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Micro FM Transmitter

All you. All the time.

Micro FM Transmitter

This circuit is commonly credited to Japanese multimedia artist Tetsuo Kogawa. It takes audio input through a 1/4″ phono jack and, constructed as shown, without the optional antenna connections, will broadcast an FM radio signal about 30 feet.

This is the standard model of Mr. Kogawa’s simplest FM transmitter, which is slightly more complex than his most basic design in that it includes a trim capacitor to adjust the transmitting frequency. It can be powered by a 9V battery and uses a hand-turned copper coil.

I’m using the PCB and parts from Sonodrome’s old kit, but the circuit is extraordinarily simple and could be built on perfboard or on a panel almost as easily. Sonodrome provides free PCB art if you want to etch your own board. Kogawa himself provides instructions for building the transmitter on an unetched copper-clad panel.

Steps

Step #1: Prep case

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  • Disassemble your case.
  • Mark and drill a 3/8" hole, in an appropriate location, for the TRS jack.
  • At this time, you may also want to drill mounting holes for a power switch and/or a power jack, if you choose to use an external supply.

Step #2: Prep jack

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  • Strip about 1/2" from each end of two 4" pieces of 24 AWG hookup wire.
  • Tin the stripped ends.
  • Solder one end of one lead to the front leg of the 1/4" TRS jack, and one end of the other lead to the back leg.

Step #3: Form coil

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  • Take a piece of 19 AWG enameled copper wire, about 4" long, and wind at least four turns about the threads of a 1/4-20 bolt or machine screw.
  • Rotate the bolt counterclockwise to unscrew the coil from the thread.
  • You want a total of four turns in the coil. Use small pliers to bend two legs down, as shown, and side-cutting pliers to clip them to about 1" long.
  • The mounting holes for the coil legs should be 12mm apart on the surface of the PCB. The act of installing the coil on the board should stretch it to the correct length, but you may have to tweak it a bit with pliers or a screwdriver to make sure the rate of coiling is even between the two legs.

Step #4: Install components

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  • Bend and slip the component leads into the correct holes in the PCB.
  • Carefully note and verify the correct orientation of the electrolytic capacitor and wire leads.
  • Bend the leads on the solder side of the board to temporarily secure the components in place. Clip them to about 1/4" to open up a bit of room to solder in.

Step #5: Solder components

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  • Clip the PCB, trace-side up, into your helping hands, or otherwise secure it, in a level horizontal orientation.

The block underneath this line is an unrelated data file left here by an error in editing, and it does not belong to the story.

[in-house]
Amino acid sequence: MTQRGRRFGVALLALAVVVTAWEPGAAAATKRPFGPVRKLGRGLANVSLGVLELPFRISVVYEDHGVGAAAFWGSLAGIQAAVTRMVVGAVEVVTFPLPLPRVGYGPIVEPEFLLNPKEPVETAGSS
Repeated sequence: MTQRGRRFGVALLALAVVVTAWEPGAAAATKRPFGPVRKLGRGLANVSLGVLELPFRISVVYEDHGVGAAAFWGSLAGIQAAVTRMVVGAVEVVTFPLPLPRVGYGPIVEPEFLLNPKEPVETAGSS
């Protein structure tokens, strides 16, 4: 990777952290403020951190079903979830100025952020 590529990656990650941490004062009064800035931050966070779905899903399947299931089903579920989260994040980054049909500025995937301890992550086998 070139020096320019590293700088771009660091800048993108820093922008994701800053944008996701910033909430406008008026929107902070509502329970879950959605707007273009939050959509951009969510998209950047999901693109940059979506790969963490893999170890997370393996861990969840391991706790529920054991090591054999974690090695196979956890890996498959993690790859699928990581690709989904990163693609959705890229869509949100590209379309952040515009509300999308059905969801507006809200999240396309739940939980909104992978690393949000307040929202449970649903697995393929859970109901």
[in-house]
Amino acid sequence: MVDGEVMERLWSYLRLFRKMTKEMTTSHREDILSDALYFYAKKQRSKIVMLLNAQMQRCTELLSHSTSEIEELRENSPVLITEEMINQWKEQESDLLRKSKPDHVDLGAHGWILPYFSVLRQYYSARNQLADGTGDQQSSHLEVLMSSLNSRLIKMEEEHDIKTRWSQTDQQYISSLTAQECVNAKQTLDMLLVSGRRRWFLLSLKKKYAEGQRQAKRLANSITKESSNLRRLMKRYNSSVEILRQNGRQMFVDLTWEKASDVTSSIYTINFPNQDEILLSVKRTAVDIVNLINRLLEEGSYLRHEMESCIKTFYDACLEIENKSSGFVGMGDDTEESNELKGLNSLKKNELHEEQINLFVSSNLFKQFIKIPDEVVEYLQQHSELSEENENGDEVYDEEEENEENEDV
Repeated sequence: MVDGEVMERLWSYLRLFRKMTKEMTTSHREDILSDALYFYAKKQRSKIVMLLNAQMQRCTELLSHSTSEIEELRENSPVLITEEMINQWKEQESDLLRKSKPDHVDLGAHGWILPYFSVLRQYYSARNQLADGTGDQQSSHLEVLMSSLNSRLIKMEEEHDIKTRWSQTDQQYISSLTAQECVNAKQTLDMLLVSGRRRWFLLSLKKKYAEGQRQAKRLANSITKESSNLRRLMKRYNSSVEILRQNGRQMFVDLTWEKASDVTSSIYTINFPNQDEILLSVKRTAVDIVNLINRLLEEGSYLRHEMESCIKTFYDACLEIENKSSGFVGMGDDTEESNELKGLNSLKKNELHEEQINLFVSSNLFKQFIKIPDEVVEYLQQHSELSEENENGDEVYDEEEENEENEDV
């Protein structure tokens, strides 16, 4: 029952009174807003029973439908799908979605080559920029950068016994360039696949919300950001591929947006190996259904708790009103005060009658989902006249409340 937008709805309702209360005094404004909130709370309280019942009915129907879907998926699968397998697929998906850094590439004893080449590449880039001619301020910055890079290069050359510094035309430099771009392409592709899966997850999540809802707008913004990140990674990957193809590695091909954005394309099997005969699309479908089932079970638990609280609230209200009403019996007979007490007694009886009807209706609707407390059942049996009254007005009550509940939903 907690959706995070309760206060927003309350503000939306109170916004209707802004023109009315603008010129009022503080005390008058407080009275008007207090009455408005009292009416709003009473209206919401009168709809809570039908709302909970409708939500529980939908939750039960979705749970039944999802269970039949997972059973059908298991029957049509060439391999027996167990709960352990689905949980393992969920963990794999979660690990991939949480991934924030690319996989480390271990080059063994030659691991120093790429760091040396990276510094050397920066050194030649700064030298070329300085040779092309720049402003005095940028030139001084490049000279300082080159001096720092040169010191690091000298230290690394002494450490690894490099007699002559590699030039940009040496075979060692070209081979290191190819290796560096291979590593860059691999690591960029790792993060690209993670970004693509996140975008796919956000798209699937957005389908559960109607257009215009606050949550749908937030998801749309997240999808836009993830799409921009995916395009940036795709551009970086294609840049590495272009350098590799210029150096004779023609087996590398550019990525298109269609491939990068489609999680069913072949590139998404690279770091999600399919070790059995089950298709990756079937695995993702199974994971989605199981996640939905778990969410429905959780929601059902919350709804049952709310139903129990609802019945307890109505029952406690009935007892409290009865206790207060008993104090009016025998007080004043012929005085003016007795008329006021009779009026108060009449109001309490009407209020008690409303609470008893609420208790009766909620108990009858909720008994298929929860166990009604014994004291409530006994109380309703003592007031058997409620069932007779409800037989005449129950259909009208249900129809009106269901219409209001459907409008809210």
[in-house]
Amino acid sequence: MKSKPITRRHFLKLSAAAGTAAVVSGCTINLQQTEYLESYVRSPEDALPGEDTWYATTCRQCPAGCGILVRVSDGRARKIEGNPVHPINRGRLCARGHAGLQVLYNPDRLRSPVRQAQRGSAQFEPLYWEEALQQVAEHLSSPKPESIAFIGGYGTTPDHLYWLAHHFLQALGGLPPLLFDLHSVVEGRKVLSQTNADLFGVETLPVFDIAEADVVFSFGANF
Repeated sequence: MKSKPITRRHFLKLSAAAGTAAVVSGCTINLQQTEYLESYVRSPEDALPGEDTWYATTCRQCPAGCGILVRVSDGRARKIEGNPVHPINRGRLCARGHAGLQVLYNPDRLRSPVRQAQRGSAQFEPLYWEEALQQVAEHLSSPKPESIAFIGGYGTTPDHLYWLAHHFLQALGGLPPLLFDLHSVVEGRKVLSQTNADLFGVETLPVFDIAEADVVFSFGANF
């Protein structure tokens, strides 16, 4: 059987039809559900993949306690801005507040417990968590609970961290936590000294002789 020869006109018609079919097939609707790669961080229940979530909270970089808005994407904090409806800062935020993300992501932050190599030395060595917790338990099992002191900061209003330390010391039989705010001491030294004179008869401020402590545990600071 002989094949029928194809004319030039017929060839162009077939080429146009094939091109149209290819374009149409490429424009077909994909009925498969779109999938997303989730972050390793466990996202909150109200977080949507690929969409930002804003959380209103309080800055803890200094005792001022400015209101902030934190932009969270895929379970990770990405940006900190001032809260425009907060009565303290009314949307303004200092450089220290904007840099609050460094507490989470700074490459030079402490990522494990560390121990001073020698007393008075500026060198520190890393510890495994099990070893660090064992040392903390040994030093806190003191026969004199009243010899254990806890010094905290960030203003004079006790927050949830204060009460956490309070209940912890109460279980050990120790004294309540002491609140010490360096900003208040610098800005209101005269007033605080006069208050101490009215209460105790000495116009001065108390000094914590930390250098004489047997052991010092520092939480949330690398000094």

• As always when soldering, be sure to work with plenty of ventilation and avoid inhaling fumes.
  • Flux, heat, and solder each lead in place.
  • Once the solder has cooled, clip any protruding leads with side or end-cutting pliers.

Step #6: Mount PCB

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  • Mounting details will naturally vary with the case you choose. This foam-tape method worked great for my salvaged clock case, but your mileage may vary.
  • Attach a strip of double-sided foam tape to the featureless corners of the PCB, on the trace side, as shown. Each strip is about 1/4 x 3/4".
  • Do not attach tape directly over the traces, or you may damage them if you ever have to remove the tape.
  • Remove the backing from the foam tape strips on the PCB.
  • Making sure the leads are first correctly positioned, carefully orient the PCB and press it into place.

Step #7: Tune circuit

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  • Connect a fresh 9V battery to the battery clip, and an audio signal to the TRS jack. I used the headphone jack of my laptop for an audio source.
  • Turn on your FM radio, and scan around looking for your signal. I found mine at around 99.8 MHz. It may be quite static-y and noisy at first.
  • Use a small screwdriver to adjust the trim capacitor, as shown, until your signal comes through loud and clear.

Step #8: Assemble

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  • Remove the washer and nut from the phono jack and thread it, from inside the case, through the hole you drilled in Step 1.
  • Put the washer over the threads and tighten the nut down from outside the case, to secure the jack. Finger-tight is fine.
  • Attach a 9V battery to the clip, pad it with a scrap of bubble wrap, and stuff it in the case before sealing up.
  • I'm going to to modify my transmitter with a jack for an external regulated power supply. You may want to do the same, or at least add a power switch between the battery and the board. But for testing purposes, this set-up will suffice.

Step #9: Use it!

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  • Turn your radio on again, pick it up, and walk away from the bench 'til the signal fails. Mine was loud and clear to about 30 feet.
  • Depending on where you live, operating even a very short range FM transmitter like this, without a license, may conflict with applicable laws and/or regulations. Be sure to investigate carefully before turning it on, and err on the side of caution if in doubt.

Sean Michael Ragan

I am descended from 5,000 generations of tool-using primates. Also, I went to college and stuff. I write for MAKE, serve as Technical Editor for MAKE magazine, and develop original DIY content for Make: Projects.


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